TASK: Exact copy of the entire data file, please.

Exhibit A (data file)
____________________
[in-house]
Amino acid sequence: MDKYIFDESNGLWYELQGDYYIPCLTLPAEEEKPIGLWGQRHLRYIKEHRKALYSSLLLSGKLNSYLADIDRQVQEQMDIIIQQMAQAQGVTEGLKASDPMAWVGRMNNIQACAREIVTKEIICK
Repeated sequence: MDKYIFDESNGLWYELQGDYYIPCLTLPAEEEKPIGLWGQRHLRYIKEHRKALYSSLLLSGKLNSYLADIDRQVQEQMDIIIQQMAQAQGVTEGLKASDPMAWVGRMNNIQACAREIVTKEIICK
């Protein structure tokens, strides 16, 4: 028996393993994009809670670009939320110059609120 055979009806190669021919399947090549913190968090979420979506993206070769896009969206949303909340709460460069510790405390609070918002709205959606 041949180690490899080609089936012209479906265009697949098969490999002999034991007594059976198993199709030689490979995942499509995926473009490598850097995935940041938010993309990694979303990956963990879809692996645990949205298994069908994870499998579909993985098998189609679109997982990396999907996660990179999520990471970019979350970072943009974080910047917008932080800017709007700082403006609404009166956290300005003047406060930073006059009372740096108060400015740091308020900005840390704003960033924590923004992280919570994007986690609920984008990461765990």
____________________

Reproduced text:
[in-house]
Amino acid sequence: MDKYIFDESNGLWYELQGDYYIPCLTLPAEEEKPIGLWGQRHLRYIKEHRKALYSSLLLSGKLNSYLADIDRQVQEQMDIIIQQMAQAQGVTEGLKASDPMAWVGRMNNIQACAREIVTKEIICK
Repeated sequence: MDKYIFDESNGLWYELQGDYYIPCLTLPAEEEKPIGLWGQRHLRYIKEHRKALYSSLLLSGKLNSYLADIDRQVQEQMDIIIQQMAQAQGVTEGLKASDPMAWVGRMNNIQACAREIVTKEIICK
């Protein structure tokens, strides 16, 4: 028996393993994009809670670009939320110059609120 055979009806190669021919399947090549913190968090979420979506993206070769896009969206949303909340709460460069510790405390609070918002709205959606 041949180690490899080609089936012209479906265009697949098969490999002999034991007594059976198993199709030689490979995942499509995926473009490598850097995935940041938010993309990694979303990956963990879809692996645990949205298994069908994870499998579909993985098998189609679109997982990396999907996660990179999520990471970019979350970072943009974080910047917008932080800017709007700082403006609404009166956290300005003047406060930073006059009372740096108060400015740091308020900005840390704003960033924590923004992280919570994007986690609920984008990461765990």